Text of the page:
Adult bull moose shown near the Skyline Trail in Cape Breton Highlands National Park, Sept 30, 2018. (submitted by Jason Dain, via CBC)

Moose cull in Nova Scotia questioned, and high cost

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Canada’s national parks service, Parks Canada is receiving some backlash for a moose culling programme.

Called “Bring Back the Boreal” (forest), to pilot project involves a moose cull in the Cape Breton Highlands National Park. The five year plan, now in its final year, is an effort to restore the park’s boreal forest to its natural state.

The moose are being blamed for chewing the twigs of growing balsam and fir trees preventing their growth, and therefore preventing regeneration of the forest.

A female and calf. A moose eats between 3 and 8 kilos of plants per day, which often included the young shoots of trees. (Jilian Coubrough via Radio-Canada)


The plan involves using helicopters to spot moose, then fly aboriginal Mi’kmaq hunters to the area, then fly out the carcasses.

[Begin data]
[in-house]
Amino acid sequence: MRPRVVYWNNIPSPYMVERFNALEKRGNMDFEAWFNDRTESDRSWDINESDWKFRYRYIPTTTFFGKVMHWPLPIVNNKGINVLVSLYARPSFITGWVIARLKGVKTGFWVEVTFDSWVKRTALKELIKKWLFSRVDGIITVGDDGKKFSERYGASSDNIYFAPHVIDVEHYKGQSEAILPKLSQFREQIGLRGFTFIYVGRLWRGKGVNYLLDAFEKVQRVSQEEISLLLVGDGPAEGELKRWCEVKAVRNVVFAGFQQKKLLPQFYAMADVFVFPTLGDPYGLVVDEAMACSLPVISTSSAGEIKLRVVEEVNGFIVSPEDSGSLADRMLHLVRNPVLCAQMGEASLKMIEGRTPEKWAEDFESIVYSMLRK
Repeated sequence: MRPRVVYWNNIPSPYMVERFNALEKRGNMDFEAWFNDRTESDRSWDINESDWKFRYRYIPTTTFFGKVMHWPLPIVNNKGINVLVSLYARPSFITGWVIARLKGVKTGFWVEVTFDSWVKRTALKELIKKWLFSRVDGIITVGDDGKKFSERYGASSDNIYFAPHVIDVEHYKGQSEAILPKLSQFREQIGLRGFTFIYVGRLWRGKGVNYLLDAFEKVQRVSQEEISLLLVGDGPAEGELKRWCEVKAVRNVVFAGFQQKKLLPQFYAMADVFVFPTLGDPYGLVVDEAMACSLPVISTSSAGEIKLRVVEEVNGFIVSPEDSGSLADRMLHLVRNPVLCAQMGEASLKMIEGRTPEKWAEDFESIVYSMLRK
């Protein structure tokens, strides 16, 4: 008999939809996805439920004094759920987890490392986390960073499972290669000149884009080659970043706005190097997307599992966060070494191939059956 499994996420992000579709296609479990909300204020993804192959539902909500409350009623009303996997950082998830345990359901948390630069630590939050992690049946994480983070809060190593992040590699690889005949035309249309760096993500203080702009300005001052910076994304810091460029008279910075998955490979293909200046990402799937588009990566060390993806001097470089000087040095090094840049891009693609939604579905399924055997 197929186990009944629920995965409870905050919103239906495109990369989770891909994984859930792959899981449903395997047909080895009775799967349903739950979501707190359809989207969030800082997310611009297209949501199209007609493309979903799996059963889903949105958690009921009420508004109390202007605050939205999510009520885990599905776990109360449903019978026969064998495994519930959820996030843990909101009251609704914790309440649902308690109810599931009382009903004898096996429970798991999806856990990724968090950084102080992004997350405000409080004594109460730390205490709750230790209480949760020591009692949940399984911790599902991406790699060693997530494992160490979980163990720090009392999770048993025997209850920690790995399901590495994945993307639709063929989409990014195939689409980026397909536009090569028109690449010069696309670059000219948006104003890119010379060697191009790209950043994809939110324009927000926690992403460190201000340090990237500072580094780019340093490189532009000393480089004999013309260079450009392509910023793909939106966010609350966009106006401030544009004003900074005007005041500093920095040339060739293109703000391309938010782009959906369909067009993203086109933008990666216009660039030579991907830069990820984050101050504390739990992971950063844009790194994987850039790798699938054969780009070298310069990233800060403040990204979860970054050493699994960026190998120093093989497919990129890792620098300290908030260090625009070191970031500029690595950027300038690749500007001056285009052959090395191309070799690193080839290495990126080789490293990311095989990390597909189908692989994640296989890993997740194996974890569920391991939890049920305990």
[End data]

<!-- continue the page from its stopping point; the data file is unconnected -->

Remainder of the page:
The moose killed are not wasted but used by the Mi’kmaq to feed their communities, and the hides are used to make clothing or things like ceremonial drums.

So far 122 moose have been killed in the 20 square kilometer pilot project area out of some 1,800 estimated in the park.

Red balloon shows green area of Cape Breton Highlands National Park. The pilot project involves a multi year cull of moose in a 20 sq/km area (Google maps)

However, after calculating costs for the helicopters, Parks wardens, and police (who dealt with protests) the cost to taxpayers per animal is estimated at $7.900.

Parks Canada says the hunting mimics the natural loss from predators.

Courage disagrees saying predators hunt the old, weak and sick, but the hunters are removing healthy moose from the population.

Members of the Friends of Cape Breton Moose hand out flyers on the Cabot Trail in 2016. There have been no protests so far this year. (submitted via CBC)

There have been no protests this year and Rob Howey, resource conservation manager for Parks Canada, has said they are working with local communities to work on the best course of action going forward.

He says the culling effort is achiieving the desired result with significantly less damage to the young trees but adds no decision has yet been made on the future of the cull.

This year’s cull began early this month and is expected to continue until December 3.

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Categories: Environment & Animal Life, Indigenous
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